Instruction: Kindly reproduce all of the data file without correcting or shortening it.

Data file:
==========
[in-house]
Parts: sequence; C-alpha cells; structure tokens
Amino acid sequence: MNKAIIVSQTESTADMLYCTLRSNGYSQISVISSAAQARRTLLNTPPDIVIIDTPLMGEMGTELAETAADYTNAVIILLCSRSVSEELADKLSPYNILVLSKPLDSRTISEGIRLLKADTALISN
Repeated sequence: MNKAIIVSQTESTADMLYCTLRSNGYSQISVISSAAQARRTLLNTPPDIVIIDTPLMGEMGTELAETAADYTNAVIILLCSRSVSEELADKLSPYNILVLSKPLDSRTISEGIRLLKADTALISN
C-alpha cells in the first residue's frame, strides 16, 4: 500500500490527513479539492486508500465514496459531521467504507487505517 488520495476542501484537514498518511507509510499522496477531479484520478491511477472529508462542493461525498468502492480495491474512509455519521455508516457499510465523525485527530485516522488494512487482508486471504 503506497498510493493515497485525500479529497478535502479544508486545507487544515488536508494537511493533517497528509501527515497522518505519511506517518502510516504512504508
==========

[in-house]
Parts: sequence; C-alpha cells; structure tokens
Amino acid sequence: MNKAIIVSQTESTADMLYCTLRSNGYSQISVISSAAQARRTLLNTPPDIVIIDTPLMGEMGTELAETAADYTNAVIILLCSRSVSEELADKLSPYNILVLSKPLDSRTISEGIRLLKADTALISN
Repeated sequence: MNKAIIVSQTESTADMLYCTLRSNGYSQISVISSAAQARRTLLNTPPDIVIIDTPLMGEMGTELAETAADYTNAVIILLCSRSVSEELADKLSPYNILVLSKPLDSRTISEGIRLLKADTALISN
C-alpha cells in the first residue's frame, strides 16, 4: 500500500490527513479539492486508500465514496459531521467504507487505517 488520495476542501484537514498518511507509510499522496477531479484520478491511477472529508462542493461525498468502492480495491474512509455519521455508516457499510465523525485527530485516522488494512487482508486471504 503506497498510493493515497485525500479529497478535502479544508486545507487544515488536508494537511493533517497528509501527515497522518505519511506517518502510516504512504508